There's something funny about all the focus on whether Donald Trump will concede the election results gracefully. There's something odd about all the speculation on whether Trump will drag Congressional Republican candidates down with him. And there's something off about people wondering just how large Hillary Clinton's landslide victory will be.
Yes, most of the polls say Trump is behind nationally and in the key battleground states. Yes, those news event betting sites are all setting odds at about 80 percent for a Clinton victory. And polls and odds aside, you could argue a politically incorrect outsider like Trump never really had a chance anyway. But the thing is, he hasn't lost yet.
This column is not meant to make some kind of case for Trump's chances. But it's a simple statement of fact that in almost every election, there is some variety in poll results. This one is no different as the L.A. Times/USC poll calls it a tie, and Rasmussen Reports and the historically most accurate Investors Business Daily Poll both say it's just a one point race. Two other polls, Reuters/Ipsos and Economist/YouGov have it as a four-point lead for Clinton. This is hardly landslide or even comfortably certain territory. But maybe it's not the actual, "who are you voting for?" polls we should be looking at now.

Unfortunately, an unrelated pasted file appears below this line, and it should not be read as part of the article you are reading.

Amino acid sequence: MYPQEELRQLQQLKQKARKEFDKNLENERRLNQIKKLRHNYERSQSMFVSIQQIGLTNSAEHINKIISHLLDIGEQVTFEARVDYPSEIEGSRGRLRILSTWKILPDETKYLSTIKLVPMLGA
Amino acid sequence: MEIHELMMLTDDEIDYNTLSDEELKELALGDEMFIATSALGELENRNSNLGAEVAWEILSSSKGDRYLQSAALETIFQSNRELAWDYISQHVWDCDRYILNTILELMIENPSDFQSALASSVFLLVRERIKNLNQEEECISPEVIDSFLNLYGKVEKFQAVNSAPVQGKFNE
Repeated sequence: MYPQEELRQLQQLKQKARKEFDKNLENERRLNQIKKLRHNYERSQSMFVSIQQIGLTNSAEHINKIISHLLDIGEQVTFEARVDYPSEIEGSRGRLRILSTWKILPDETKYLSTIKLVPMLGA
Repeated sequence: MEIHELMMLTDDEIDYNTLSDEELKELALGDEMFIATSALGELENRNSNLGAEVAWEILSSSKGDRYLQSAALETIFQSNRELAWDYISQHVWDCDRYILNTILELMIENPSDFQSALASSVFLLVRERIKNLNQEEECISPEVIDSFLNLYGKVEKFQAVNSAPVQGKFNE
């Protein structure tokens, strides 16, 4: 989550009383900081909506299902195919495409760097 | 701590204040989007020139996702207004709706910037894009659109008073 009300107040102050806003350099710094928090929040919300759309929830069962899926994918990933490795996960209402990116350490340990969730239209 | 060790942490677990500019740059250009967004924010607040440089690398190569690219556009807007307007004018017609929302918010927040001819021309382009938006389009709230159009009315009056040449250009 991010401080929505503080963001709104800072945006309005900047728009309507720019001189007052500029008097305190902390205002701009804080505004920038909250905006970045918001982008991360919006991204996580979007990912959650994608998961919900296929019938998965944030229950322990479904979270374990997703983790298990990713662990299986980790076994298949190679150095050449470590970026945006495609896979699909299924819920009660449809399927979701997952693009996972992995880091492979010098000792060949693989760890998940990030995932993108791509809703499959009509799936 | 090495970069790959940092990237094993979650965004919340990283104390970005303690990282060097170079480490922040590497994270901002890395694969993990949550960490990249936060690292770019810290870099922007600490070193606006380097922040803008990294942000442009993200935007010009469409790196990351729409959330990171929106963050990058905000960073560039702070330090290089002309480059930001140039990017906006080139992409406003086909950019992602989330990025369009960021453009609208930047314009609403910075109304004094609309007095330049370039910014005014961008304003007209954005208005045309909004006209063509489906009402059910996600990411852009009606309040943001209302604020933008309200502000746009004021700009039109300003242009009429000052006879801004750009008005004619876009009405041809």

First off, people often do vote or tip off their vote with their feet. And Trump rallies are still jam-packed, compared not only to Clinton's rallies, but the usual attendance we see at political rallies even this close to Election Day. It's that kind of consistent enthusiastic turnout that has Stony Brook University Professor Helmut Norpoth convinced that Trump will win the election based on a model he constructed that's mapped out every election result since 1912 correctly, (except for 1960).
Most of the pundits, including University of Virginia elections expert Larry Sabato, still believe turnout for Clinton will still be strong enough for her to win. But in every election in the past where negative campaigning has been dominant, turnout is depressed. And when was the last time a presidential election was as nasty and negative as this one?